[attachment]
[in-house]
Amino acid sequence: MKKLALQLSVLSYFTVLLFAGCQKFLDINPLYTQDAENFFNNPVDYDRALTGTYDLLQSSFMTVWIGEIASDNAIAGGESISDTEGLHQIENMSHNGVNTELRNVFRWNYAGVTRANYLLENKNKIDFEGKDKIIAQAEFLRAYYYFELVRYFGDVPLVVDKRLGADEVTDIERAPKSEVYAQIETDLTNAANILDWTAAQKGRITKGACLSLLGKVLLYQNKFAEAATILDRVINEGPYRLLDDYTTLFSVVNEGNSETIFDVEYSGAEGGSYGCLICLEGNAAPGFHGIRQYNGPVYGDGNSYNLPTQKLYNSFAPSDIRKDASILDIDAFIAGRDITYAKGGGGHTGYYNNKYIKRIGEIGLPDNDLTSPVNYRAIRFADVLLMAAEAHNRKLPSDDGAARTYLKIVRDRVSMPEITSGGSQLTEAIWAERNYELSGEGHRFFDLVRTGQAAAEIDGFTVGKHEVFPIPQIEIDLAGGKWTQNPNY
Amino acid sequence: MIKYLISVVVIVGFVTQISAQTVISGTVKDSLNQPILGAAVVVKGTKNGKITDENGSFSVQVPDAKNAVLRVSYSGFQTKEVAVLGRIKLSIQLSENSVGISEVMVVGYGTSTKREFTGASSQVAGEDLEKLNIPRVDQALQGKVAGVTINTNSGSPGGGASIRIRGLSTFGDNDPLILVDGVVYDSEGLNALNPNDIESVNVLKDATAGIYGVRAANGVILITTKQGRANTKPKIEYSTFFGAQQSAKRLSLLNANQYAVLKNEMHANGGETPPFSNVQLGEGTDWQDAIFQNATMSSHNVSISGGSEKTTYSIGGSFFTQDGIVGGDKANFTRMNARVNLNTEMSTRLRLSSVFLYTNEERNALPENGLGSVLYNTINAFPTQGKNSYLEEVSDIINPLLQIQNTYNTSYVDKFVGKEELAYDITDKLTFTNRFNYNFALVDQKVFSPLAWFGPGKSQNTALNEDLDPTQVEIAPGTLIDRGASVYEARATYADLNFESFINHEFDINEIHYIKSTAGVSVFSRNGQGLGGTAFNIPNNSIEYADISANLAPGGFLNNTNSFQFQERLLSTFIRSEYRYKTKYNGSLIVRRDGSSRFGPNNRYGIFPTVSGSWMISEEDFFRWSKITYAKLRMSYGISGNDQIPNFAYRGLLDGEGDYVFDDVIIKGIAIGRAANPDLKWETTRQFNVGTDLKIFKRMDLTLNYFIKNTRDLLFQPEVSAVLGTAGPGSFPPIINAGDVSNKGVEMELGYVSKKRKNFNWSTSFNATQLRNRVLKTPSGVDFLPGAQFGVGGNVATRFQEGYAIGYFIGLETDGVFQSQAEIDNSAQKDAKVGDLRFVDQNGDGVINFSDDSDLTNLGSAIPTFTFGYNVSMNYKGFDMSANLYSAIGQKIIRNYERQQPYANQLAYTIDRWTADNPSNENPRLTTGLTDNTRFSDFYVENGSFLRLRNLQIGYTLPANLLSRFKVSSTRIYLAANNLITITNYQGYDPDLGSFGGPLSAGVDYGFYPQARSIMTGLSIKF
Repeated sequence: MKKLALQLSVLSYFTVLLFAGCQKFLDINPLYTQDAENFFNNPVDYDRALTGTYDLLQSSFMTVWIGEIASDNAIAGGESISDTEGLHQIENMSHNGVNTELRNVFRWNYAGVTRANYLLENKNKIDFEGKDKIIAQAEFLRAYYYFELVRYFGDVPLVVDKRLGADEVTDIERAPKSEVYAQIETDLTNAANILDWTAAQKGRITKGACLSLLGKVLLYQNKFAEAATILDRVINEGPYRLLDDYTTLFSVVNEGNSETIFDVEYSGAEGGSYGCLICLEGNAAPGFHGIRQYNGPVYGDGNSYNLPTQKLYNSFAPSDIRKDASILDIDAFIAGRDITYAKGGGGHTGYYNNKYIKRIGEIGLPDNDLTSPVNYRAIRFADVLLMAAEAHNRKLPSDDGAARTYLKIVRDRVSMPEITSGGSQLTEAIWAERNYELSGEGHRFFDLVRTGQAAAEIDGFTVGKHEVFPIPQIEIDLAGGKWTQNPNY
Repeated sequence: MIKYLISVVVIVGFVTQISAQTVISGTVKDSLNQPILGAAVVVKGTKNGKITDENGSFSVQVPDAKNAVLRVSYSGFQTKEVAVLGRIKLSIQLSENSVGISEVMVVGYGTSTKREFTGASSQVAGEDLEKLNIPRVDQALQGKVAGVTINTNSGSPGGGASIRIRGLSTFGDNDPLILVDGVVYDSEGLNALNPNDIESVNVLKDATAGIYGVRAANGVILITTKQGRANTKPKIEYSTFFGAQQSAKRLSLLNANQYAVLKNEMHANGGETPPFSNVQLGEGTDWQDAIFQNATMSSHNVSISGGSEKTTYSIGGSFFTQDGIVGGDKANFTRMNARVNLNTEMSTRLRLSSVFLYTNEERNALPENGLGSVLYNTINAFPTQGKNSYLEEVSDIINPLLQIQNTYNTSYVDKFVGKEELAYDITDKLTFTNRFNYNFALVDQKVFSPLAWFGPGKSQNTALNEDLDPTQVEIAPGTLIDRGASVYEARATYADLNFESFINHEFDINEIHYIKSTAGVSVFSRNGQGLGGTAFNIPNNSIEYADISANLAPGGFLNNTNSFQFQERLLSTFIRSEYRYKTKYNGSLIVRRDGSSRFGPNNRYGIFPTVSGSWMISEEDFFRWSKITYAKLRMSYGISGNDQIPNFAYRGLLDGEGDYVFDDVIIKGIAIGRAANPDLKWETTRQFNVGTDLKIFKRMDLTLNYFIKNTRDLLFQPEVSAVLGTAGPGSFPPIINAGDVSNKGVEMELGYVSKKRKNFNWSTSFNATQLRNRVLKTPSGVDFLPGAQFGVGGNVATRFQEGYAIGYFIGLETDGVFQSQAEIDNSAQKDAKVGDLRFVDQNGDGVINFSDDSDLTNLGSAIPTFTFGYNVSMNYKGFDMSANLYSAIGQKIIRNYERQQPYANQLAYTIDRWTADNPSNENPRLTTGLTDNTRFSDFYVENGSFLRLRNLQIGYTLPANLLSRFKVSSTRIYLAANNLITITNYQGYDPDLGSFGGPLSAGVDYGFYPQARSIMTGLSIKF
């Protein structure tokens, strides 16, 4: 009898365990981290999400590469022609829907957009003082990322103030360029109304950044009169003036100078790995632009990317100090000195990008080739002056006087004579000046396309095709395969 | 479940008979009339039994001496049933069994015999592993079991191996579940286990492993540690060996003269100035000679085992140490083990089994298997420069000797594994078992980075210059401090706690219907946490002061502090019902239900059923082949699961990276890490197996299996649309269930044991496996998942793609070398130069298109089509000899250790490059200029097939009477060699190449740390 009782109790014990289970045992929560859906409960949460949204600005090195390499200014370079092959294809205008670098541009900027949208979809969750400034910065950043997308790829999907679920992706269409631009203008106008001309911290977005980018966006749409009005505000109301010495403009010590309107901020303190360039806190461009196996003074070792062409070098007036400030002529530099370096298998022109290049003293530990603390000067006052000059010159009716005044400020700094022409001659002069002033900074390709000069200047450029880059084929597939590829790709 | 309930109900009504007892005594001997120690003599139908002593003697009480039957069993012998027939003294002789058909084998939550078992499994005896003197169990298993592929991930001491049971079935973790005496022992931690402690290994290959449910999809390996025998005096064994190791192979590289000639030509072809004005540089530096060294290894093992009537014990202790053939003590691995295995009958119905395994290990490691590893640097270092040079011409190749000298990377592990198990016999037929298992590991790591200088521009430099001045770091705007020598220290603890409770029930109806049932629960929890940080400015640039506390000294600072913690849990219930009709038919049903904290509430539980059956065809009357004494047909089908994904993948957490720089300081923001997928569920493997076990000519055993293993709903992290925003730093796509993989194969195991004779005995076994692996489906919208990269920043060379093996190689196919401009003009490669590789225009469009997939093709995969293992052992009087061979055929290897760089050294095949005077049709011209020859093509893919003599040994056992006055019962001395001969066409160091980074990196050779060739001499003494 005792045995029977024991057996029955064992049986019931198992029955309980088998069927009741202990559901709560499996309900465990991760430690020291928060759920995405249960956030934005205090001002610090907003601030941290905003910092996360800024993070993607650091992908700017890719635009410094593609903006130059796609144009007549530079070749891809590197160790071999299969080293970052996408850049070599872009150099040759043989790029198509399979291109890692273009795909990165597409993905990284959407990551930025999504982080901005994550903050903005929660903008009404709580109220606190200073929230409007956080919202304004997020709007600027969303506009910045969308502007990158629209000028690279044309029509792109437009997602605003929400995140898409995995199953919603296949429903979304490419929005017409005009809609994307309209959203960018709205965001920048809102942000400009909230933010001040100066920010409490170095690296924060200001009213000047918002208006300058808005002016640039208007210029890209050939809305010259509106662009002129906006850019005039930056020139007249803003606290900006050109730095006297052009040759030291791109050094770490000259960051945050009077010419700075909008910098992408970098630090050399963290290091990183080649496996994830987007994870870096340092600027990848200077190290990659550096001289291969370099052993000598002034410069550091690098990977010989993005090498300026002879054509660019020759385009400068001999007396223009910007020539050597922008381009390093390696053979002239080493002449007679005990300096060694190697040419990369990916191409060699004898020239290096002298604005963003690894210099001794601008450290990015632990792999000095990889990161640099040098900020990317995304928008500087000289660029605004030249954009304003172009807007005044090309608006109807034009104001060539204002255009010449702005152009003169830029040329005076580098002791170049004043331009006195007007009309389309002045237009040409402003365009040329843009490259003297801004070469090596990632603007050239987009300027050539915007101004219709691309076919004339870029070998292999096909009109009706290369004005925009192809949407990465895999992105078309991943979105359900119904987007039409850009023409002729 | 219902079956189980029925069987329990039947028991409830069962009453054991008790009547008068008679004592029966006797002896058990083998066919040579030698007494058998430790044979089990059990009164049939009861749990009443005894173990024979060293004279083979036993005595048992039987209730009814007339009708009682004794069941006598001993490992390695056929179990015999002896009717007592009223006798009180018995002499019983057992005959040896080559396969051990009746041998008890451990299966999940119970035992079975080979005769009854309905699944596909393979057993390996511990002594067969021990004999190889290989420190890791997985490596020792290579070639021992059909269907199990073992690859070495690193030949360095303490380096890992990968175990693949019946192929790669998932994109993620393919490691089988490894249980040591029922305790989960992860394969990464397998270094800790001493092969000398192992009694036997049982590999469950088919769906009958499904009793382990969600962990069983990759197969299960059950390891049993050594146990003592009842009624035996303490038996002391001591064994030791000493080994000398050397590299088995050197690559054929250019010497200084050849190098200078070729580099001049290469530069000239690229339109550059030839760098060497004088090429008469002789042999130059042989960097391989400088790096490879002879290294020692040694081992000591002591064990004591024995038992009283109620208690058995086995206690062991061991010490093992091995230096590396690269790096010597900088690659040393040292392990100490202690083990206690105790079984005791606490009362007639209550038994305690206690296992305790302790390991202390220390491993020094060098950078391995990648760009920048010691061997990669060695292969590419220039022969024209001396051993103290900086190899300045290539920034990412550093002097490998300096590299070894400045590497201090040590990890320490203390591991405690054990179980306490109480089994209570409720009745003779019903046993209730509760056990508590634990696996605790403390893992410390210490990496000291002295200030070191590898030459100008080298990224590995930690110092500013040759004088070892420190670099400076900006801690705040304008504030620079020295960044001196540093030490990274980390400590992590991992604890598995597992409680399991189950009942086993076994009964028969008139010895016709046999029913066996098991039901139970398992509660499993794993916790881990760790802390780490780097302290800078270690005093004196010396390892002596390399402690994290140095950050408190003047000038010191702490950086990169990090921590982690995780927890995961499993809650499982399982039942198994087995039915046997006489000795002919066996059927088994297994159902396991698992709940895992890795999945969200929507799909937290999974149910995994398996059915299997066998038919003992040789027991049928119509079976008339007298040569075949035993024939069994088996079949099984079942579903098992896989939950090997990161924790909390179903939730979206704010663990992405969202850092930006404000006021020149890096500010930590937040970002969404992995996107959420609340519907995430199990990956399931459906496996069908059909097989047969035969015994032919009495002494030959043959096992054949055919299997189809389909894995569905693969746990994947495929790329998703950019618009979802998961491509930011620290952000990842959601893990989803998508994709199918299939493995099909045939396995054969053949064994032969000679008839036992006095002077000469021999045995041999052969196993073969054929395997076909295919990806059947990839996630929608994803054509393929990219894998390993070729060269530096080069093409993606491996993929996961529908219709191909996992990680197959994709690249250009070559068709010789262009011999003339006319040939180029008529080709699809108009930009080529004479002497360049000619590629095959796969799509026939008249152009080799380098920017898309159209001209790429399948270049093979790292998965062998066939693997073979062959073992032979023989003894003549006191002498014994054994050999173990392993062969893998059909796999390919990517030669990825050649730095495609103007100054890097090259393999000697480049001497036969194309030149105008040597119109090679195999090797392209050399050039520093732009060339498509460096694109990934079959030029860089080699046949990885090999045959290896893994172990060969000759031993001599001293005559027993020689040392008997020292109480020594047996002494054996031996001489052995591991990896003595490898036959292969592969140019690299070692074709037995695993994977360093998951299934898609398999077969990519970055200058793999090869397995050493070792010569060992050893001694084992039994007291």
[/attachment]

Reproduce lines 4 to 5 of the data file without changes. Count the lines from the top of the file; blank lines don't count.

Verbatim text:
Repeated sequence: MKKLALQLSVLSYFTVLLFAGCQKFLDINPLYTQDAENFFNNPVDYDRALTGTYDLLQSSFMTVWIGEIASDNAIAGGESISDTEGLHQIENMSHNGVNTELRNVFRWNYAGVTRANYLLENKNKIDFEGKDKIIAQAEFLRAYYYFELVRYFGDVPLVVDKRLGADEVTDIERAPKSEVYAQIETDLTNAANILDWTAAQKGRITKGACLSLLGKVLLYQNKFAEAATILDRVINEGPYRLLDDYTTLFSVVNEGNSETIFDVEYSGAEGGSYGCLICLEGNAAPGFHGIRQYNGPVYGDGNSYNLPTQKLYNSFAPSDIRKDASILDIDAFIAGRDITYAKGGGGHTGYYNNKYIKRIGEIGLPDNDLTSPVNYRAIRFADVLLMAAEAHNRKLPSDDGAARTYLKIVRDRVSMPEITSGGSQLTEAIWAERNYELSGEGHRFFDLVRTGQAAAEIDGFTVGKHEVFPIPQIEIDLAGGKWTQNPNY
Repeated sequence: MIKYLISVVVIVGFVTQISAQTVISGTVKDSLNQPILGAAVVVKGTKNGKITDENGSFSVQVPDAKNAVLRVSYSGFQTKEVAVLGRIKLSIQLSENSVGISEVMVVGYGTSTKREFTGASSQVAGEDLEKLNIPRVDQALQGKVAGVTINTNSGSPGGGASIRIRGLSTFGDNDPLILVDGVVYDSEGLNALNPNDIESVNVLKDATAGIYGVRAANGVILITTKQGRANTKPKIEYSTFFGAQQSAKRLSLLNANQYAVLKNEMHANGGETPPFSNVQLGEGTDWQDAIFQNATMSSHNVSISGGSEKTTYSIGGSFFTQDGIVGGDKANFTRMNARVNLNTEMSTRLRLSSVFLYTNEERNALPENGLGSVLYNTINAFPTQGKNSYLEEVSDIINPLLQIQNTYNTSYVDKFVGKEELAYDITDKLTFTNRFNYNFALVDQKVFSPLAWFGPGKSQNTALNEDLDPTQVEIAPGTLIDRGASVYEARATYADLNFESFINHEFDINEIHYIKSTAGVSVFSRNGQGLGGTAFNIPNNSIEYADISANLAPGGFLNNTNSFQFQERLLSTFIRSEYRYKTKYNGSLIVRRDGSSRFGPNNRYGIFPTVSGSWMISEEDFFRWSKITYAKLRMSYGISGNDQIPNFAYRGLLDGEGDYVFDDVIIKGIAIGRAANPDLKWETTRQFNVGTDLKIFKRMDLTLNYFIKNTRDLLFQPEVSAVLGTAGPGSFPPIINAGDVSNKGVEMELGYVSKKRKNFNWSTSFNATQLRNRVLKTPSGVDFLPGAQFGVGGNVATRFQEGYAIGYFIGLETDGVFQSQAEIDNSAQKDAKVGDLRFVDQNGDGVINFSDDSDLTNLGSAIPTFTFGYNVSMNYKGFDMSANLYSAIGQKIIRNYERQQPYANQLAYTIDRWTADNPSNENPRLTTGLTDNTRFSDFYVENGSFLRLRNLQIGYTLPANLLSRFKVSSTRIYLAANNLITITNYQGYDPDLGSFGGPLSAGVDYGFYPQARSIMTGLSIKF